• Paganini Horror (Severin Films) Blu-ray Review



    Released by: Severin Films
    Released on: October 29th, 2019.
    Director: Luigi Cozzi
    Cast: Daria Nicolodi, Donald Pleasence, Jasmine Maimone, Pascal Persiano, Maria Cristina Mastrangeli
    Year: 1989
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    Paganini Horror – Movie Review:

    Take a film directed by Luigi Cozzi (Contamination), who -despite the ‘quality’ of some of his films you have to respect for his love of the genre and his clever eye for snappy visuals, produced by Fabrizio De Angelis and set it in an eerie house haunted by a dead violin player who sold his soul to Satan. Throw in Daria Nicolodi and have Donald Pleasence run around in a few scenes and you’ve got something, that to me at least, sounds like a pretty cool premise for a seriously chilling horror movie. Instead what we got from that mix was Paganini Horror, a film so far from chilling it has to crank up the air conditioning just to stay comfortable, and that’s on a very cold day. But what the film might lack in atmosphere, it makes up for with garish fashions, a few neat murder set pieces, bad eighties ‘rock’ (including an opening number that sounds way too much like Bon Jovi’s ‘Living On A Prayer’ for its own good) and sheer goofiness.

    After a meandering prologue in which a young girl kills her mother by throwing a hairdryer into her bathtub, the story shifts and in turn revolves around Kate (Jasmine Maimone, who played Nancy in Demons) and her band. After spending some time in the recording studio, are told by their grouchy producer that they really need a hit. Their overzealous drummer heeds that advice and purchases an obscure piece of music from Mr. Pickett, a mysterious man played by an intoxicated looking Donald Pleasence (best known as Dr. Loomis from Halloween). The drummer gets the parchment, and Pickett gets a whole bunch of cold, hard U.S. cash… which he then proceeds to throw into the wind from the top of a tall tower, muttering to himself about ‘little demons.’

    The band comes to find out that what the drummer, Daniel (Pascal Persiano of Demons 2), bought is actually an old piece of music written by Niccolò Paganini, a violinist who sold his soul to the devil for fame and fortune. They try out the music and declare themselves to have a hit on their hands. The next step? They decide to make a video for the song because ‘No one else has ever done anything like this before, except for Michael Jackson and Thriller… and his fantastic video clip!’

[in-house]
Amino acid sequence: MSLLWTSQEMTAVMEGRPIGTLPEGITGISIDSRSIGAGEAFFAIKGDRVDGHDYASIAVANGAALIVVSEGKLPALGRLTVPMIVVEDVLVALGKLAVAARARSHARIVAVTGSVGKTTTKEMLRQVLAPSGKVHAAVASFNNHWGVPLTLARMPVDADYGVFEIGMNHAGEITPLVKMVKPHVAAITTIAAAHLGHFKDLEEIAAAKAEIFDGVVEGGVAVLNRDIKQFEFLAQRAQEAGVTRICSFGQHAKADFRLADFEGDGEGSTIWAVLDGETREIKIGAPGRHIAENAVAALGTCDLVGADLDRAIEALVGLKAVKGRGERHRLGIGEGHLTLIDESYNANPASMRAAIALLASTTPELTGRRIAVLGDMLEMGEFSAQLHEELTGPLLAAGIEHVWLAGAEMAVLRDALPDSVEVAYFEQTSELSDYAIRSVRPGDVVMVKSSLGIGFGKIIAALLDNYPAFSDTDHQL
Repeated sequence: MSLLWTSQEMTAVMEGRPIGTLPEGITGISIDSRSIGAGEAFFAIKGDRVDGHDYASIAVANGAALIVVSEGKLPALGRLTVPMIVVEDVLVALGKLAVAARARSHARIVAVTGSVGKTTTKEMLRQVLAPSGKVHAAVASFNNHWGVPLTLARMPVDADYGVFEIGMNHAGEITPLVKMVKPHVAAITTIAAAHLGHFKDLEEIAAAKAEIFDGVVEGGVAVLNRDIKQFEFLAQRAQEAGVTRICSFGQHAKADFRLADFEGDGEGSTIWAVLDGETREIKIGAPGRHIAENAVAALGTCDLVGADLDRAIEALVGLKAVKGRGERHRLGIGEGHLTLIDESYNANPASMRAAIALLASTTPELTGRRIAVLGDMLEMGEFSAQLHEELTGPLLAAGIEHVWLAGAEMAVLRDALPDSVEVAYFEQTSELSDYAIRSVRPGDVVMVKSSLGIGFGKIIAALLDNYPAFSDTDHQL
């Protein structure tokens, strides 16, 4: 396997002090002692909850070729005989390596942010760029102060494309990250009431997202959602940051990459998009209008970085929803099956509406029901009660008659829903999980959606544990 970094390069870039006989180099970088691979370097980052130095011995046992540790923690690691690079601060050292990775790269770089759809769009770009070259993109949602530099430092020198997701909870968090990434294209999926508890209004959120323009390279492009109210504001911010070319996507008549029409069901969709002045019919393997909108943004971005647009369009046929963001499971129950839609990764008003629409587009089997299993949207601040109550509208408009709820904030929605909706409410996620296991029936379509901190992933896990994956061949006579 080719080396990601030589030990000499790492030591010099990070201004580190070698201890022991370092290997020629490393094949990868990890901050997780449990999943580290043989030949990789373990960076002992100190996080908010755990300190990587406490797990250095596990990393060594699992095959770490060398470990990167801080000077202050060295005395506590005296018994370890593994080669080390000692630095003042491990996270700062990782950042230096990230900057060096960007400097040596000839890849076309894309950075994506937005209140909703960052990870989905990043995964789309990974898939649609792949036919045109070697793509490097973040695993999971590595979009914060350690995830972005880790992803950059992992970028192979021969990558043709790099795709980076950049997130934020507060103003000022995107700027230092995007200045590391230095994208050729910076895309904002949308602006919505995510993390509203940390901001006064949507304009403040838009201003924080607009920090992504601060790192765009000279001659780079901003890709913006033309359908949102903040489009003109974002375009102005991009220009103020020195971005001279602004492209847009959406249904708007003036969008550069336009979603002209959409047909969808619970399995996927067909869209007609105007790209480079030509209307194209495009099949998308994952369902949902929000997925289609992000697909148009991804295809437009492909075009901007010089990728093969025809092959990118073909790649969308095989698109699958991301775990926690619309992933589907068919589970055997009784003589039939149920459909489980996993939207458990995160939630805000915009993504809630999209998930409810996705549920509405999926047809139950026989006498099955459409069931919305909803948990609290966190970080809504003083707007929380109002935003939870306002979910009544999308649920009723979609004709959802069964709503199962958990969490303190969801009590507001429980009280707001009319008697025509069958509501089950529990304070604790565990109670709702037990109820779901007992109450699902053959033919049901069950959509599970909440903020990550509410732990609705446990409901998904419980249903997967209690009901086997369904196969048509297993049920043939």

They hire a horror movie director named Mark Singer (Pietro Genuardi of Dellamorte Dellamore), who wears his glasses on the end of his nose, and off they go to film their video in a creepy old house that they’ve rented from Sylvia Hackett (Daria Nicolodi of Deep Red and Tenebre).

    Unfortunately for all involved, the house has a sinister history and when they play their forbidden music, they somehow summon Paganini from the dead. He skulks about in a gold and slowly but surely kills most of them off using a sort of switchblade-violin combo weapon. While all of this is going on, the producer is still trying to get the video made, hoping for a hit record. Sigh…. the high price of fame.

    While there are some interesting camera angles and a lot of nifty colored lighting effects, it’s not enough to make Paganini Horror ‘good’ in the traditional sense, but it’s entertaining enough if you’re in the right mood for it. A few moderately icky murder set pieces make the film mildly interesting from that standpoint, but don’t go into this expecting a gore fest, because it isn’t. The story meanders and ends up nowhere interesting and the dialogue is absolutely horrible to the point where it’s virtually impossible to take the film seriously – so don’t. There’s some definite camp appeal here that will no doubt please some of those more enamored with Cozzi’s films, but much of the film’s appeal will stem from its time capsule qualities. This is a VERY eighties film in look and style, from the score to the décor to the costumes – just the overall look of the picture makes you feel like you should be doing a few lines and arguing about Reaganomics (for the record, we do not suggest doing these things).